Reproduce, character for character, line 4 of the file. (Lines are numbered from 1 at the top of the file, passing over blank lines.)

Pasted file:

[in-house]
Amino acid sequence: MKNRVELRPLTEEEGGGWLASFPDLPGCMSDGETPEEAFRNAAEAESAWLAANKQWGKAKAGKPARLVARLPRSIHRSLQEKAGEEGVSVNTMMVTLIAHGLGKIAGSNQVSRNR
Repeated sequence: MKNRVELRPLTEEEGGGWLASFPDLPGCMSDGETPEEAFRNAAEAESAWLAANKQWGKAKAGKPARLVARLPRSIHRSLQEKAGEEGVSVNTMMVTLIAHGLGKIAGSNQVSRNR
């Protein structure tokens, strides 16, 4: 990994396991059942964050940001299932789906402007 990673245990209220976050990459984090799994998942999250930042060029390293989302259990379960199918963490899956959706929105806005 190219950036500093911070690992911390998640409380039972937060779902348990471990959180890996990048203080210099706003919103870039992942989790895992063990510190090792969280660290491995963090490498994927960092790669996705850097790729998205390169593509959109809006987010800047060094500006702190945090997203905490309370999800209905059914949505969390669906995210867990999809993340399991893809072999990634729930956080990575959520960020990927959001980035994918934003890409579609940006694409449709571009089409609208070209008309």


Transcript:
């Protein structure tokens, strides 16, 4: 990994396991059942964050940001299932789906402007 990673245990209220976050990459984090799994998942999250930042060029390293989302259990379960199918963490899956959706929105806005 190219950036500093911070690992911390998640409380039972937060779902348990471990959180890996990048203080210099706003919103870039992942989790895992063990510190090792969280660290491995963090490498994927960092790669996705850097790729998205390169593509959109809006987010800047060094500006702190945090997203905490309370999800209905059914949505969390669906995210867990999809993340399991893809072999990634729930956080990575959520960020990927959001980035994918934003890409579609940006694409449709571009089409609208070209008309």